The next exit, designated exit 13, is a non-traffic light intersection with Farragut Avenue on both sides of the highway. The four-lane parkway winds north through Hastings-on-Hudson, passing through several suburban sections of town. Keeping in close contact with NY 9A, the Saw Mill River and the railroad grade, exit 14 splits off southbound at Clarence Avenue. Exit 15 also forks off southbound at an intersection with Cliff Street before the Saw Mill River Parkway crosses into Dobbs Ferry. Upon entering Dobbs Ferry, the parkway enters an intersection with Lawrence Street (exit 16) and creeping closer to the New York State Thruway (I-87). In Dobbs Ferry, the parkway enters exit 17, the first full interchange since Tuckahoe Road, connecting to Ashford Avenue and NY 9A.[3]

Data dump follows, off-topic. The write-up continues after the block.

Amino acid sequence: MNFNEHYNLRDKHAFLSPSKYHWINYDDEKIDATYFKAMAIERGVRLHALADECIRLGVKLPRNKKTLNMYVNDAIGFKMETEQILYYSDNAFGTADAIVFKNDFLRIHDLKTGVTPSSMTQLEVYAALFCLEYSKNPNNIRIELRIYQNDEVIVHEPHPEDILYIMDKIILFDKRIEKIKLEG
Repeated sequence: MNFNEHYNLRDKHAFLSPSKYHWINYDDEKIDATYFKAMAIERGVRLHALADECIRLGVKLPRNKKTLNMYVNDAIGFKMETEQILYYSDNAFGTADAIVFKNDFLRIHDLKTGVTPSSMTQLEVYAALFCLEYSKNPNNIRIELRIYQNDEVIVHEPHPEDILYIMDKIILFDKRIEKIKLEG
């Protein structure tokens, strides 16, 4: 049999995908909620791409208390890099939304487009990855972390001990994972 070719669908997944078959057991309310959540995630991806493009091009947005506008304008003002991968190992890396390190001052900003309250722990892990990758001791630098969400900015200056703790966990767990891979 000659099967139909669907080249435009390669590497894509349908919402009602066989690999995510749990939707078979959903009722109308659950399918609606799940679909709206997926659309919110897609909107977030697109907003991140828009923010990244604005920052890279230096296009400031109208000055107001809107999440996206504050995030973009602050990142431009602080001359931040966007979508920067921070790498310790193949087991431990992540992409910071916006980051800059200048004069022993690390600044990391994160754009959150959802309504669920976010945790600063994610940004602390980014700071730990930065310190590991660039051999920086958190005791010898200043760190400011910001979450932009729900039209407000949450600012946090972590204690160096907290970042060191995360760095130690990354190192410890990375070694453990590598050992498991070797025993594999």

Continuing northbound through Dobbs Ferry, the southbound parkway enters an intersection with Cyrus Field Road before crossing into Irvington. Through Irvington, the Saw Mill River Parkway parallels the Thruway and the river before turning northeast and crossing into Greenburgh and exit 20. Exit 20 serves the New York State Thruway northbound via a flyover ramp. After exit 20, the Saw Mill River Parkway proceeds northeast on a parallel of NY 9A. Continuing alongside the namesake river, the parkway leaves Greenburgh for Elmsford, entering exit 21E and exit 21W, which services NY 119 (Main Street) via separate ramps. After a dart to the northwest, the Saw Mill River Parkway crosses under the Cross Westchester Expressway (I-287). While there is no ramp northbound, exit 22 forks southbound to the westbound Cross Westchester.[3]

Greenburgh to Katonah[edit]